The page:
Chinese officials are expected to be in Washington this week to hold consultations with the U.S. ahead of high-level trade talks in October.World Economyread more
Saudi Arabia's defense spending is the world's third-largest — behind the U.S. and China, says Gary Grappo, former U.S. ambassador to Oman.Energyread more
President Donald Trump said Monday he's in no rush to respond to a coordinated attack that hit Saudi Arabia's oil industry over the weekend.Marketsread more
The price of oil could go sharply higher, depending on the duration of the disruption at Saudi oil facilities and whether there is a military response.Powering the Futureread more
Energy stocks, one of the worst-performing sectors this year, spiked Monday after an attack on Saudi Arabia's heart of oil production Saturday sent oil prices soaring.Marketsread more
The Saudi-led military coalition battling Yemen's Houthi movement said on Monday that the attack on Saudi oil plants was carried out by Iranian weapons and did not originate...Oilread more
After a series of setbacks on the road to an initial public offering, the parent company of real estate start-up WeWork is delaying the move, sources told CNBC Monday.Technologyread more
"The United States military, with our interagency team, is working with our partners to address this unprecedented attack and defend the international rules-based order that...Politicsread more
Crude oil's spike following attacks on Saudi Arabia's energy supply has experts weighing whether or not the gains will last.ETF Edgeread more
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Traders in the fed funds futures market on Monday were pricing in a 34% chance that the Fed will stay put on rates.The Fedread more
President Donald Trump on Friday said he would not rule out a "military option" in Venezuela as the ruling regime there consolidates power.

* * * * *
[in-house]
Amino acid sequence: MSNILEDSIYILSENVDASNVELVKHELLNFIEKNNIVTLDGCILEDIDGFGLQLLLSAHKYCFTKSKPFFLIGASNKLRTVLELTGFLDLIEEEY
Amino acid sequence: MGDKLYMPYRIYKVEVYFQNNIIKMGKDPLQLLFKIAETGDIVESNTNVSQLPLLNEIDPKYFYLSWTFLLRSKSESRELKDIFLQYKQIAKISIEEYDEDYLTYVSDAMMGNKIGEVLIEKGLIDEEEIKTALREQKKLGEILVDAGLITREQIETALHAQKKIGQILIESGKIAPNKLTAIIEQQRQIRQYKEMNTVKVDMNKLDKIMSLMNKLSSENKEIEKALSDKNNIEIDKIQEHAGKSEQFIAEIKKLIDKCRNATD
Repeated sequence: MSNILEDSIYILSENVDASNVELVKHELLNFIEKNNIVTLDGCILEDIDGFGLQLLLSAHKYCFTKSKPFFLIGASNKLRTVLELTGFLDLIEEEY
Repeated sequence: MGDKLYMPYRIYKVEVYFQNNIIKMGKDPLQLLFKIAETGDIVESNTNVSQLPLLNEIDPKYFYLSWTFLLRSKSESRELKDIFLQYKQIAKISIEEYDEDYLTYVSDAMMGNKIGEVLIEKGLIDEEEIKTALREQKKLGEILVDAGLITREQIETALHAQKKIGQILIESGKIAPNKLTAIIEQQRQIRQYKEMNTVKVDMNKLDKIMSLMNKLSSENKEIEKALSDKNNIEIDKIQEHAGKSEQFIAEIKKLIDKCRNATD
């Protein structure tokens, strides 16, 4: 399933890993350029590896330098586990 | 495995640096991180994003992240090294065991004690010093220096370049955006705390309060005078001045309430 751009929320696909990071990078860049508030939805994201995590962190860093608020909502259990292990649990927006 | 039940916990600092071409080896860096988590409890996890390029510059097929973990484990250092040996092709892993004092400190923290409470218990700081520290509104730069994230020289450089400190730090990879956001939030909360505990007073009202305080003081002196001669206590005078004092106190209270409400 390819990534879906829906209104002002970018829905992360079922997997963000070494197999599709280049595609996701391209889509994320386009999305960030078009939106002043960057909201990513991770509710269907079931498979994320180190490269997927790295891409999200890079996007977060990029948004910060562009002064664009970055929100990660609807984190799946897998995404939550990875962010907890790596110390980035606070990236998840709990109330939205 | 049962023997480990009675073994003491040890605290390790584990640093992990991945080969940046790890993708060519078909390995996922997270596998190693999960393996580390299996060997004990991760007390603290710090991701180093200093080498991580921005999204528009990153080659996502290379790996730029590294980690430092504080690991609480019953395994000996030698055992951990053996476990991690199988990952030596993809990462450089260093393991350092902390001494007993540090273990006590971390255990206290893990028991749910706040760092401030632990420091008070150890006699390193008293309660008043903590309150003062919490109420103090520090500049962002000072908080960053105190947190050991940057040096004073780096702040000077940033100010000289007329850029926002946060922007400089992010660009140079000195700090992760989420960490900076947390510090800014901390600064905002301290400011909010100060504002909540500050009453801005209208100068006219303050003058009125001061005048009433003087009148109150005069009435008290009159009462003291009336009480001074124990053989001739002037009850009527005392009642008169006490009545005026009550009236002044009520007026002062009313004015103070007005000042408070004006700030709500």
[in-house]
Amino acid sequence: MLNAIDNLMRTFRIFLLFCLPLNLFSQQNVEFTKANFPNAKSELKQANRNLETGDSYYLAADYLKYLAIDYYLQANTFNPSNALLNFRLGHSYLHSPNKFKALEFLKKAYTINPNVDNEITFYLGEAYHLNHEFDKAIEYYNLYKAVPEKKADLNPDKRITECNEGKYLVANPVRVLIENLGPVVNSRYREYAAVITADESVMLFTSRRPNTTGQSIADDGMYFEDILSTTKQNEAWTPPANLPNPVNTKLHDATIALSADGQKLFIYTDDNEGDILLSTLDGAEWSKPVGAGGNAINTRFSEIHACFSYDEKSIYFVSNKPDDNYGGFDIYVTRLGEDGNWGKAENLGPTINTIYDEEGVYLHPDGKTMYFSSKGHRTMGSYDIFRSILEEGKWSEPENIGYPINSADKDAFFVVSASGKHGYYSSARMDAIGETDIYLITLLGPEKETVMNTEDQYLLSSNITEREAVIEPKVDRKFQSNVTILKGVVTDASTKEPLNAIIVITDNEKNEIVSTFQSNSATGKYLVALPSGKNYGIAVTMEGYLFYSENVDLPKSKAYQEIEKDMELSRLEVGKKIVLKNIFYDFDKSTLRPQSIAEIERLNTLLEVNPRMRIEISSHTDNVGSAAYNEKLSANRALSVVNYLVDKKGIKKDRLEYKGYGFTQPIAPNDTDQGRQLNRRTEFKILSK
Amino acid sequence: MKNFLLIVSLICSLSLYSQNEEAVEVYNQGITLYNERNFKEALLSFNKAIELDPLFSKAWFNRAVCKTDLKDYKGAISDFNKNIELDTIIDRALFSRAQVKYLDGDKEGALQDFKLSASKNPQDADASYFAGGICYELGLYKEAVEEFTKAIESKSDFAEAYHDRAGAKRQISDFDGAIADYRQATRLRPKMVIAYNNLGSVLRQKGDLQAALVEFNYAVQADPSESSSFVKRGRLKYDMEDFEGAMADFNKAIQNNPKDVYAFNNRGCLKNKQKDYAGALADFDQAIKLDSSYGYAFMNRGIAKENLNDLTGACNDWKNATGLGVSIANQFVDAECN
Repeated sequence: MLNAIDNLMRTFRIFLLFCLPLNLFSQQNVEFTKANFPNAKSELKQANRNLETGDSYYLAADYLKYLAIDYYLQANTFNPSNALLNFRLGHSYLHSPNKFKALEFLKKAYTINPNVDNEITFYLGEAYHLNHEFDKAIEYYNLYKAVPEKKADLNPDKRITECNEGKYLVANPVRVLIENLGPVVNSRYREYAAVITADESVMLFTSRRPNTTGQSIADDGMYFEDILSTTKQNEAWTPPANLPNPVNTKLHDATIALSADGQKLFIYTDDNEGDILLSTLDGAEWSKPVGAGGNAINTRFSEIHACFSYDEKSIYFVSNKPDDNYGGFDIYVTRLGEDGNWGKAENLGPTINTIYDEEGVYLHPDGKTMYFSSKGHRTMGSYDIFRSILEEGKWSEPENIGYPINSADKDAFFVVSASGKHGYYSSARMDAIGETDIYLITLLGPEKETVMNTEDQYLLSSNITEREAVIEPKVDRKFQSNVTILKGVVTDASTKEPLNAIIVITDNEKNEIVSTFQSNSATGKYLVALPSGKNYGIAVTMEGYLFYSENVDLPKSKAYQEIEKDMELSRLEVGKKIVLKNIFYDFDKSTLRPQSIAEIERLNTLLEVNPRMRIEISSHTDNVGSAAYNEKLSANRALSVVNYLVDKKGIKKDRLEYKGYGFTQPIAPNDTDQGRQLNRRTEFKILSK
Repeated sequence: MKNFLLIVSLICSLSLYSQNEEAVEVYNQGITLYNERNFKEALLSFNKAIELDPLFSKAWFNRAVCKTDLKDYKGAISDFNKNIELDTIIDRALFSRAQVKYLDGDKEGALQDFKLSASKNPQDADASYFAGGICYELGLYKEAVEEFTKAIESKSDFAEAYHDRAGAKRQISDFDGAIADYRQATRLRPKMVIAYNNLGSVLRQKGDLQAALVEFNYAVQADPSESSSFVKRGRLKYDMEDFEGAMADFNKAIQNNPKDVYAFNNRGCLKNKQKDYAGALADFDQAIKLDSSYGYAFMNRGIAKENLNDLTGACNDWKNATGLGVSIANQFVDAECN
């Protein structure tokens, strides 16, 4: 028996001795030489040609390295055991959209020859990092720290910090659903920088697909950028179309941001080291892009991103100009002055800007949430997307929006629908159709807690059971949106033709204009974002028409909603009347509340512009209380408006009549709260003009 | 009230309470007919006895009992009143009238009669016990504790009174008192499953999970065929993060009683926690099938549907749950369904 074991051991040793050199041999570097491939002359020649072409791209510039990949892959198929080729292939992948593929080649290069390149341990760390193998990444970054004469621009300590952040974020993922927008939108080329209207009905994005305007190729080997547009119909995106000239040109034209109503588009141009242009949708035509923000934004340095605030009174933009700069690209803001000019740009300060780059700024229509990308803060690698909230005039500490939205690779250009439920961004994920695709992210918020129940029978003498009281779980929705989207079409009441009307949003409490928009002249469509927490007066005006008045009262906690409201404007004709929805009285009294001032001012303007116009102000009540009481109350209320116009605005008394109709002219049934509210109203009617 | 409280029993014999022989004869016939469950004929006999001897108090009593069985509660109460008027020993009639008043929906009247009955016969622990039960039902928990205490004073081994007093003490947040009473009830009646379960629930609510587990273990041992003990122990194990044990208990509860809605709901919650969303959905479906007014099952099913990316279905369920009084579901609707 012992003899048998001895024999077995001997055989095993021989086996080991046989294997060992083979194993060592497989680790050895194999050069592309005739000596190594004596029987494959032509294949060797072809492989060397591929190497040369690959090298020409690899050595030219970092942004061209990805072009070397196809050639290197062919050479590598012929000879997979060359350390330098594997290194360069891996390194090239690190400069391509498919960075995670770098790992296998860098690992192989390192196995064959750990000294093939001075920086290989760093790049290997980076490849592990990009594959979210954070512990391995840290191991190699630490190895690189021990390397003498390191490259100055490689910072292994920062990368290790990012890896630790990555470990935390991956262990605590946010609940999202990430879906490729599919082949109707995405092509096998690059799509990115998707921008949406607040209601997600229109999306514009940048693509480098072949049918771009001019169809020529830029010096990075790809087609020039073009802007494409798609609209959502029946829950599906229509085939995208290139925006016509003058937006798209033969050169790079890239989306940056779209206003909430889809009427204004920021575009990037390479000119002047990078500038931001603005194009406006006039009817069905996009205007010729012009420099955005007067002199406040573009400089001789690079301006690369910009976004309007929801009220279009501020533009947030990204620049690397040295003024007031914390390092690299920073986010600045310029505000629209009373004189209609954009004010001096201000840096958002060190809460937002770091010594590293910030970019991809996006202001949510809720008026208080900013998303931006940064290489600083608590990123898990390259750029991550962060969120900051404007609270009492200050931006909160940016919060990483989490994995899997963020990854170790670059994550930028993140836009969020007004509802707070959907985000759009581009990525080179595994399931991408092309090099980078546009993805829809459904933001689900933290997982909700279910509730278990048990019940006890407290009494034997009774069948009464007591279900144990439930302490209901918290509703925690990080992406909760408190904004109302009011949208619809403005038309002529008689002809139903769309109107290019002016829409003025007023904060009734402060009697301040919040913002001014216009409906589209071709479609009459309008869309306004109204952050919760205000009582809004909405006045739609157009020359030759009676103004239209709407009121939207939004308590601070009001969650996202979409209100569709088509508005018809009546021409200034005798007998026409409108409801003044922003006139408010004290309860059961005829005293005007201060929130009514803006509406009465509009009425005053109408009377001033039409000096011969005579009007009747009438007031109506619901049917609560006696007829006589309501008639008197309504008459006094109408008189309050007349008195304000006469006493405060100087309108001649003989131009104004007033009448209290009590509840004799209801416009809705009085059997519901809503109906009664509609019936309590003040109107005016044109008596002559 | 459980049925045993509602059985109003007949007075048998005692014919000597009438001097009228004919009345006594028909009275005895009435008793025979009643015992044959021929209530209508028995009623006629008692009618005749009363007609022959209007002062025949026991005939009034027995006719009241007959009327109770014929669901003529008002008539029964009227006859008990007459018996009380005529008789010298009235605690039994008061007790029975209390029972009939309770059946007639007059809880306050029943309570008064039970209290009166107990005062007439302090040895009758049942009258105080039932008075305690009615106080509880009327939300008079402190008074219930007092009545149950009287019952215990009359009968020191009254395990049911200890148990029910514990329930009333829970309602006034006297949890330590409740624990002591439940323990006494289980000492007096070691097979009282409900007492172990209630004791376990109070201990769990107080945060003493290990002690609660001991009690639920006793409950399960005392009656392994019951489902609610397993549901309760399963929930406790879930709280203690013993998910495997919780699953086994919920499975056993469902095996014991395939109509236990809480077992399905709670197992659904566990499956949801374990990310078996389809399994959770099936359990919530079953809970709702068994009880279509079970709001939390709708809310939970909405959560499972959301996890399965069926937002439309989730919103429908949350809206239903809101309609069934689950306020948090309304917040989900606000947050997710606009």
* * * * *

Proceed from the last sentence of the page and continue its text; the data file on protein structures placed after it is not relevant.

"We have many options for Venezuela, including a possible military option, if necessary," Trump told reporters at his New Jersey golf club on Friday.
The president did not answer a question about whether American troops would lead a potential operation.
"We don't talk about it. But a military operation, a military option, is certainly something we could pursue," he responded.
Reuters reported later Friday that the Pentagon said the White House hadn't given it any orders on Venezuela.
In response, Venezuela's defense minister said that Trump's threat of military intervention was "a crazy act."
Venezuelan leader Nicolas Maduro had requested a phone call with Trump, the White House said. Trump, according to an administration statement, will gladly speak with the nation's leader when democracy has been restored in the country.
The Trump administration has issued sanctions against Maduro, whom it calls a "dictator," and more than two dozen other former and current officials. The U.S. accuses Maduro's regime of violating human rights and subverting democratic processes.
Trump's comment about possible military action comes after a week of the president escalating rhetoric against the isolated regime in North Korea, which is pushing forward with nuclear and missile programs in the face of international opposition. On Friday morning, Trump said "military solutions are now in place" should "North Korea act unwisely."
The international community has recently condemned Maduro's moves to consolidate power. He has been accused of setting up a powerful constitutional assembly to push aside opposition.
In an address to that assembly, Maduro expressed a desire to have a dialogue with Trump.
"Mr. Donald Trump, here is my hand," he said.
Venezuela's political turmoil comes as its economy has been battered by both low oil prices and policy.
— Reuters and the Associated Press contributed to this report